Stunned and a bit slow on reflexes, I muttered loudly to my friend, "At least I have somewhere to go home to," before getting off at my stop. Admittedly, it was a weak response in comparison to the rage I felt in the moments after. I wanted to say much, much more, but I hadn't had much prep prior to the scenario. I've gotten unfunny Oreo and Kool-Aid jokes in jest, but nothing malicious like that. Hearing the cuss word equivalent come from a white mouth shocked me way more than it hurt, because it's not a term I identify with at all.

In the same token, when I hear black kids and young adults dropping N-bombs loud and proud (but mostly loud) in a crowded subway car of multicultural commuters, the discomfort hits me like a brick crashing through a glass window. I want to look around and read the white faces scanning my own for a reaction or to pass judgement on my people. But instead, embarrassed, I bury my eyes downward and rummage around my purse looking for nothing in particular, desperate to disconnect myself from how freely the word is being used in public. Being used in the presence of both the ones who once spat the title at brown bodies in disgust and those whose ancestors felt the pummel of its blow not too long ago. A shared property.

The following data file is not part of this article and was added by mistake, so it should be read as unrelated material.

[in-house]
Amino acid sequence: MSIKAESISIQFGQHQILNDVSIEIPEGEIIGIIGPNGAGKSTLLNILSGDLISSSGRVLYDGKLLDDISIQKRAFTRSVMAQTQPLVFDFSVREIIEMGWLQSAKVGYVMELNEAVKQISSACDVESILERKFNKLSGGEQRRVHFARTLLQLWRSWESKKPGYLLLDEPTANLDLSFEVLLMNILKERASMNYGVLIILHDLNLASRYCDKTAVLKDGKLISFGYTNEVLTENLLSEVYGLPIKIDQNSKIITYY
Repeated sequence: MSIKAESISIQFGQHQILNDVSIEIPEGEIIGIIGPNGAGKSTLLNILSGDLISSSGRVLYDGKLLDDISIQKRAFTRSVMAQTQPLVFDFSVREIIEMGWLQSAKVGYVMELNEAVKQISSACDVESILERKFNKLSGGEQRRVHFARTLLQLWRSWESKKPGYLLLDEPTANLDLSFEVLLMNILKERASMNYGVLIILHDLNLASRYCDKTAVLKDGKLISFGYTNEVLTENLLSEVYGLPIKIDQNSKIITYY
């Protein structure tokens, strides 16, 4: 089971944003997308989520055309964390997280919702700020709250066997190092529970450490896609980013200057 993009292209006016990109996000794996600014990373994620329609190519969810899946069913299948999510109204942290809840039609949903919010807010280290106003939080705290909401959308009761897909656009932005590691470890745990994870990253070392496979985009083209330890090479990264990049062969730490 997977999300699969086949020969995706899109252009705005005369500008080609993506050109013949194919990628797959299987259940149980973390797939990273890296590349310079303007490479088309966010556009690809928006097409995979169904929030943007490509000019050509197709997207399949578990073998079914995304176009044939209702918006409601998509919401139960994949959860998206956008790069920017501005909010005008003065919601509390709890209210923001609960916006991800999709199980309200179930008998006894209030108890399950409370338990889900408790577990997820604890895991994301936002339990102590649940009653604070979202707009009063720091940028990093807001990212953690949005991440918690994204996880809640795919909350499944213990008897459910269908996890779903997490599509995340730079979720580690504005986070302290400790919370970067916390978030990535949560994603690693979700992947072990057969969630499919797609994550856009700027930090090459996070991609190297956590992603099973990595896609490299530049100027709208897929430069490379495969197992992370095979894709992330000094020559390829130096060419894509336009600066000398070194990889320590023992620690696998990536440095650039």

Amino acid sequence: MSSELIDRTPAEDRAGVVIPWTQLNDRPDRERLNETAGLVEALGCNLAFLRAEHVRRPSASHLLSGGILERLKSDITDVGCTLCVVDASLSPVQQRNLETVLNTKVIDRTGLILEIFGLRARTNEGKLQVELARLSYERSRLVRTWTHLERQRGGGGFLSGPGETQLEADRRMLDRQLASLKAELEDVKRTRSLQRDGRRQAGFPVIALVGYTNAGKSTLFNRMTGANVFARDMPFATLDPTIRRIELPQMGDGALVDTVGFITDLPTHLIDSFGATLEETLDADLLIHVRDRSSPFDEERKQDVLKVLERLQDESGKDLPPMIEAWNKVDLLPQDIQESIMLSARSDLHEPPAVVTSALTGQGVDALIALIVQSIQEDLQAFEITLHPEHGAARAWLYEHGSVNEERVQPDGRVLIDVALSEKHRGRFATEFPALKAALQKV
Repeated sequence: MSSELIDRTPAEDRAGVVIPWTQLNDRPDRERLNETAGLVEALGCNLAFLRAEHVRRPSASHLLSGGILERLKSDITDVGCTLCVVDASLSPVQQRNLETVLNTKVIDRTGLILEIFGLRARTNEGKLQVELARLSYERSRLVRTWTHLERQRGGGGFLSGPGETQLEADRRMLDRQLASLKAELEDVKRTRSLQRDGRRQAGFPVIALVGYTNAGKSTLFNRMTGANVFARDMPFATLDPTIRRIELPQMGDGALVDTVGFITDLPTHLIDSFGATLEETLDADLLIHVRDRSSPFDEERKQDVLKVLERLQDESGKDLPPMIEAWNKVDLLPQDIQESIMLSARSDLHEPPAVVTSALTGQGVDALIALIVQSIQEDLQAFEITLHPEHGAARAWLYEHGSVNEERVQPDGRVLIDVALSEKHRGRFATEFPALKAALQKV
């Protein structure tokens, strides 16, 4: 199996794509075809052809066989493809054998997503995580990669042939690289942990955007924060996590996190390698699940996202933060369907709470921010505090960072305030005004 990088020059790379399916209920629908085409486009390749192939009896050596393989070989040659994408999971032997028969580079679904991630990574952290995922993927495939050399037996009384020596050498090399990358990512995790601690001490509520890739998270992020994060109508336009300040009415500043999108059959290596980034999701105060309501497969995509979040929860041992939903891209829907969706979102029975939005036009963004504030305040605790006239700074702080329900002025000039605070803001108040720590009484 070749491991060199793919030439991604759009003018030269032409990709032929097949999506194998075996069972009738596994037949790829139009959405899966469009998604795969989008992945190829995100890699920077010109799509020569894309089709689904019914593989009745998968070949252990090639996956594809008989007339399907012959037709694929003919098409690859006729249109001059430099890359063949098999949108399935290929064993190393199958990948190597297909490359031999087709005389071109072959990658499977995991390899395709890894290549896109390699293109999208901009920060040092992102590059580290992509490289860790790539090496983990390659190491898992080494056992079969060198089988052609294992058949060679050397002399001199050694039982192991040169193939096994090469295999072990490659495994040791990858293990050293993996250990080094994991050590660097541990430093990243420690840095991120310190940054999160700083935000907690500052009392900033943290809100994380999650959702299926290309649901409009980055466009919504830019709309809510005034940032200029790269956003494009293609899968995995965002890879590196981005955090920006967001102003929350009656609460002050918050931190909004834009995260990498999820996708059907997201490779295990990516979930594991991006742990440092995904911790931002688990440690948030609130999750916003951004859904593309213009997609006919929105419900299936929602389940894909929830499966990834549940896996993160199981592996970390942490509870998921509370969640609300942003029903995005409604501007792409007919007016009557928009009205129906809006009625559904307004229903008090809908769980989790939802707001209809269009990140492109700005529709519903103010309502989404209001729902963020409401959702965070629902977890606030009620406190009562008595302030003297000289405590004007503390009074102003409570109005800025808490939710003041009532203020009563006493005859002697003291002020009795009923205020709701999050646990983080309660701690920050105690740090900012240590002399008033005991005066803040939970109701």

The ease at which the N-word rolls off the tongue regardless of company simply shouldn't exist in 2015. We, as people of color, shouldn't be using it so comfortably, so inclusively with anyone who historically didn't feel oppressed by it. Even more outrageously, our own getting up on stadium stages and encouraging lily white faces to sing along with us at shows? Who thought that was a good idea? More specifically, who thought that was a progressive idea for us as an American people? An American people who we all KNOW are still struggling to remove resilient strains of hatred from their deeply rooted lineage?